Three stages of economic decline within an organization/network (3 C’s)

iStock_000006191862XSmallAs we have progressed through the deterioration in the economic climate I observed a trend in how people and stakeholders in different organisations and networks respond.  My comments here are principally based on observations from the media, in particular business newspapers such as the Financial Times and the Handelsblatt (a German newspaper) and discussions with friends about what they were seeing in their businesses and through their contacts.

The stages of economic decline could be summarised into three ‘C’s: Cooperation, Competition, and Corruption.

The three stages:

  1. Cooperation – Cooperation probably describes the status quo during strong economic times, where everyone works together to “grow the pie” (everyone realizes that if we work together to achieve more, everyone wins).  In the initial stages of economic decline this attitude prevails, with everyone observing the same bleak outlook, and continuing to act as a well formed team to tackle the challenge together. The danger with cooperation that it can create a ‘too cosy’ atmosphere unless effective measures are put in place.  Measurement is typically focused on rewarding success of all.
  2. Competition – As economic decline continues, an awareness sets in that some individuals might suffer (greater pressure/challenge to meet targets, reduced bonuses, increased risk of redundancy, etc.). People begin to see a need to compete against their colleagues, since only those in the upper quartiles will be ‘safe’. Such competition might be healthy for an organization, since it ensures that everyone is focused on maximizing performance, however it can potentially limit effective teaming. Measurement is typically focused on rewarding the success of ‘upper quartile’ individuals.
  3. Corruption – As economic decline continues even further, and as the risks become more apparent (possibly with evidence of some reactive measures having been taken already), employees and stakeholders become more desperate in their actions – a ‘fight to the death’ can ensue, with individuals breaking rules to ensure that others, and not themselves, suffer the worst consequences of the economic decline. Politeness, norms, standardized procedures, ethics, and workplace rules/laws might be passed over in order to move up the food chain.  At this stage measurement can tend to focus heavily on negatives and underperformance than on success, opportunity and development points.

The stage that I refer to as ‘corruption’ (a title which allows me to use the handy acronym, 3 C’s) might not represent what is often referred to as corruption (fraud, bribery, etc.), although I don’t rule it out that this could happen, but could often take the place of rather rather more low key actions, such as engaging in office ‘politics’, or underhand social manoeuvres as described above.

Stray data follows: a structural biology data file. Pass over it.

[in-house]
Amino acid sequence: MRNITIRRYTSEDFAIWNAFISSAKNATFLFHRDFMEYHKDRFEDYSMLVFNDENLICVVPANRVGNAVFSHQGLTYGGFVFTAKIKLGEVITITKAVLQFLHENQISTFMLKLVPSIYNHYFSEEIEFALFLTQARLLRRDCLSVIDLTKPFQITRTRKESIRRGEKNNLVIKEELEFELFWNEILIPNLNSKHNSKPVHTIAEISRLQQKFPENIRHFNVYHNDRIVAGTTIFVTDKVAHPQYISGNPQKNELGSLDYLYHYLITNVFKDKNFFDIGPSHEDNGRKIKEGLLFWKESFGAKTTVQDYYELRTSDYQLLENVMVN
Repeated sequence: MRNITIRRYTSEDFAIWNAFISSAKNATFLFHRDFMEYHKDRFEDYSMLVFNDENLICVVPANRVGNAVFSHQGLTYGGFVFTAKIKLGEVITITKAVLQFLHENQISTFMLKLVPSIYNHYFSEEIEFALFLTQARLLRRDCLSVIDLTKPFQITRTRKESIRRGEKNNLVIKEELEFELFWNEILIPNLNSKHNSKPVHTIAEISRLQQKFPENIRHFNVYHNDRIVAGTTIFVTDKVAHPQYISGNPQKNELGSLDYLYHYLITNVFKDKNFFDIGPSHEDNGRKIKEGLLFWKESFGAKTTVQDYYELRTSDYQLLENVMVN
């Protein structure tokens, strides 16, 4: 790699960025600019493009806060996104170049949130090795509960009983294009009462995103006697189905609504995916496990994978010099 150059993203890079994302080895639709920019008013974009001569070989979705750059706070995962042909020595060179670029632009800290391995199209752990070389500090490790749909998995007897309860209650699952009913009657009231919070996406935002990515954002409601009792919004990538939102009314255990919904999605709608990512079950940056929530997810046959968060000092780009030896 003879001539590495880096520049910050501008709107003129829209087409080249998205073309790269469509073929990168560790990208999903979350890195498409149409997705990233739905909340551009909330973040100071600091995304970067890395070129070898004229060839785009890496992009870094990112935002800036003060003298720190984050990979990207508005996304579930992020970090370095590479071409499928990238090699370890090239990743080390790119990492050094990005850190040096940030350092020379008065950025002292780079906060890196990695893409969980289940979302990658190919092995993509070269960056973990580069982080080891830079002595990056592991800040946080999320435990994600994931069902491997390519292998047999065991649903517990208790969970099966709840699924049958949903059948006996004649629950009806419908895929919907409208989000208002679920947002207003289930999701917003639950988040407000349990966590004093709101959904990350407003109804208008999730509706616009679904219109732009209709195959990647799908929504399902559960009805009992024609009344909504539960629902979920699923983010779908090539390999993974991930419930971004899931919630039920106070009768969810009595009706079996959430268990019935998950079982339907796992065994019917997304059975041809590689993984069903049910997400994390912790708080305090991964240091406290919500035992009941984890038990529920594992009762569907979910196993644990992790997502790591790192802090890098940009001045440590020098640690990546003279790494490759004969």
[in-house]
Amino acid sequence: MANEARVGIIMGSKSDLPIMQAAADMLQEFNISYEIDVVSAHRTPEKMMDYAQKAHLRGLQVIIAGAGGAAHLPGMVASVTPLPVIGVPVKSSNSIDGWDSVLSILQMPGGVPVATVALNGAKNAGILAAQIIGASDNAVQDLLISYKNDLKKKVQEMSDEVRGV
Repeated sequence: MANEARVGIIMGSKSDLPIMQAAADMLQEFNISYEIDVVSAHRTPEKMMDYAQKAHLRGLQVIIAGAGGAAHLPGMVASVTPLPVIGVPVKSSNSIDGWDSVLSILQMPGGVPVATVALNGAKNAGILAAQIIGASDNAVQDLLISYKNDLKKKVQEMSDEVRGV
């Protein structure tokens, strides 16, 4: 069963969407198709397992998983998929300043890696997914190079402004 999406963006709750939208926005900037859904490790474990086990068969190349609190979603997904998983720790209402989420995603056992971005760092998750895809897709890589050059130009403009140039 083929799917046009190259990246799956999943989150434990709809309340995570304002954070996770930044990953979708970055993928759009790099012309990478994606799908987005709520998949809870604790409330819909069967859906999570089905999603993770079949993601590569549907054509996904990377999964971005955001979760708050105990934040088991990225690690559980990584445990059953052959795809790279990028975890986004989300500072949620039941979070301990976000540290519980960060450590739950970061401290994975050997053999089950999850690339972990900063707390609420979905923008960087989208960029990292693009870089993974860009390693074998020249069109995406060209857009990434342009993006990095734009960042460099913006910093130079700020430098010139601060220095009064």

During a period of economic decline, different people and stakeholders move through these stages at different times, and typically act differently with different colleagues (interaction between friends, long-term aquaintances, and colleagues considered ‘low risk’ to an individual’s own status will likely remain in the higher stages for longer).  As such, progression is not ‘black and white’ and therefore often difficult to detect.  This is compounded by the fact that cooperation is considered a valuable trait, while corruption is not – as such, people often try to give the impression that they are cooperating, even when they have moved into the ‘corruption’ phase already.

These developments can happen between colleagues who work on the same team, between leaders and subordinates, and internal service functions, as well as between customer/supply relationships.  The interactions can be in the form of communication (or lack of it), participation/exclusion, energy and enthusiasm for other people’s initiatives (or lack of it), flexibility and cooperation in pricing discussions (internal and external), etc.

One could of course become paranoid that others are engaging in such practices (which itself might be a cause of moving down the scale of the three C’s) however it is also likely that in most cases very few people are engaging in anything other than mostly harmless cases of competition or corruption. Nevertheless, awareness of the three C’s, and where your peers, subordinates, and leaders are in the cycle, is important to maintaining harmony, and maximising the performance of both the individual and the organisation, especially if one is able to capture the benefit of increased competition, while limiting corruption, and still gaining the benefit of cooperation.

One Response

  1. Interestingly, I just came across an article today (which I hadn’t seen when I wrote the article above), called “The three Cs of Simplicity”, by Ron Ashkenas (referring to “Collaboration, Coordination and Communication”). It has a slightly different perspective to my post, but, I think, complements it well also.

    I came across it today, because it was tweeted by @HarvardBiz as Harvard Business Review’s “Management Tip of the Day”:

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